Health insurance company has to finance new high-tech knee joint

LSG Darmstadt: Lower leg amputee can walk better with it
Statutory health insurance companies also have to pay lower leg amputees for particularly expensive prostheses to compensate for their disabilities. The prerequisite is that the costly aid offers a "significant benefit compared to the cheaper alternative", the Hessian State Social Court (LSG) decided in a judgment published on Tuesday, November 28, 2017 (file number: L 1 KR 211/15). The Darmstadt judges thus awarded a legally amputated pensioner the reimbursement of costs for a microprocessor-controlled so-called genium knee joint.

The 82-year-old had to have his left lower leg and knee amputated in 2012 due to a sports accident. His health insurance fund provided him with a 28,000 euro so-called C-Leg prosthetic leg system in July 2012. When he discovered the genium knee joint in rehabilitation a month later, he applied for this prosthesis from his health insurance company.

Just like the C-Leg, the almost € 46,000 Genium knee joint is also microprocessor-controlled. However, the health insurance company had to pay for the prosthesis because of significant advantages when walking and standing. Since the C-Leg could be partially used for the Genium knee joint, additional costs of around 26,000 euros would be incurred.

But the health insurance company refused to reimburse the Genium knee joint. The C-Leg is sufficient. The coveted knee joint does not offer any significant advantages in use.

In its judgment of November 9, 2017, the LSG contradicted. The health insurance company must reimburse the costs for the genium knee joint. The prosthesis replaces a part of the body and thus serves to directly compensate for disabilities. In such a case, aids should be granted if they offer "significant advantages" in everyday life in each individual case.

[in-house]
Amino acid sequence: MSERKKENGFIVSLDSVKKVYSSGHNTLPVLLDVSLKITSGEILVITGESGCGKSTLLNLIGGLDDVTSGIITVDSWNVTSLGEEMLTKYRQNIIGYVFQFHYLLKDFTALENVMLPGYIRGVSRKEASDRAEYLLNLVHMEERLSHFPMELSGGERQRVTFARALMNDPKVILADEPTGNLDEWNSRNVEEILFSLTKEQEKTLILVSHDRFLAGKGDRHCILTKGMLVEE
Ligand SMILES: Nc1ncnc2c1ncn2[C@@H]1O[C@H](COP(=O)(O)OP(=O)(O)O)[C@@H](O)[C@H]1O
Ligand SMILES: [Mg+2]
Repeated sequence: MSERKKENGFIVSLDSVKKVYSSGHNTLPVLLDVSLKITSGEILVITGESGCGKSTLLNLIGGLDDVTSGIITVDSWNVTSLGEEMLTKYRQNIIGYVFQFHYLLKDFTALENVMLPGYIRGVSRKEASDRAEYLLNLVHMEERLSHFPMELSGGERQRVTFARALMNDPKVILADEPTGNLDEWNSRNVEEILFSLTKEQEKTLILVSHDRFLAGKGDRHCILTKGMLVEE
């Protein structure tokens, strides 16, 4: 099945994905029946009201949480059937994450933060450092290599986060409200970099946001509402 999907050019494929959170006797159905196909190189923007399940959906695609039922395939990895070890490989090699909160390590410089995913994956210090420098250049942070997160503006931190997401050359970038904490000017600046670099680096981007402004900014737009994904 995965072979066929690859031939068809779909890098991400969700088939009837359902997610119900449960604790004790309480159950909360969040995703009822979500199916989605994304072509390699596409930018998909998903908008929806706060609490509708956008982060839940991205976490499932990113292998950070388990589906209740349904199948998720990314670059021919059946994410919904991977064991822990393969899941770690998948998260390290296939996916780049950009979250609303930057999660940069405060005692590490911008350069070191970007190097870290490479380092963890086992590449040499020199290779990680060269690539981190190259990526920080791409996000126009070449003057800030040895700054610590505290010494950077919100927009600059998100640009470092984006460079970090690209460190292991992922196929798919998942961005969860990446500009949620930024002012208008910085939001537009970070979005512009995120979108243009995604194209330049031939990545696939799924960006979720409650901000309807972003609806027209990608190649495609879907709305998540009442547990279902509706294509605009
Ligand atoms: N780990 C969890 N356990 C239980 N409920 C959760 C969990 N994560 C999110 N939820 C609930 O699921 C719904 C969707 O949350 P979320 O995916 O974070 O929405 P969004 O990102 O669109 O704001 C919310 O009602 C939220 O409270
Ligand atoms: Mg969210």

This is the case here. The sport-loving plaintiff could climb obstacles more easily with the Genium knee joint, stand on sloping ground and better climb stairs and backwards than with a C-Leg. With the Genium knee joint, the plaintiff achieved the highest degree of mobility four, with a C-Leg the degree of mobility with him was two to three. For the 82-year-old, who is about as fit as a 60-year-old, the genium knee joint is the only way to almost completely compensate for his disability.

The Federal Social Court (BSG) has already ruled several times on the reimbursement of prosthetic legs. On September 16, 2004, the Kassel judges ruled that the health insurance companies had to finance a C-Leg for immediate disability compensation because of the "essential benefits in use" (Az .: B 3 KR 1/04 R, B 3 KR 6/04 R and B 3 KR 2/04 R). Those affected could deal with everyday life much better than using mechanical prostheses. However, there is no entitlement to optimal care.

In addition to a normal running prosthesis, leg amputees can also claim a freshwater bathing prosthesis, according to the BSG on June 25, 2009 (ref .: B 3 KR 2/08 R and B 3 KR 19/08 R). This satisfies the need for mobility in the home bathroom or swimming pool. However, the health insurers would not have to pay for a special salt water prosthesis, as this does not satisfy a general basic need of everyday life (Az .: B 3 KR 10/08 R).

Special sports prostheses, for example in order to be able to play better badminton, should not be at the expense of the community of insured persons, the BSG judged on March 21, 2013 (ref .: B 3 KR 3/12 R; JurAgentur report of June 5, 2013). Because the promotion of leisure and club sports is fundamentally not one of the tasks of health insurance companies in the supply of medical aids. fle / mwo

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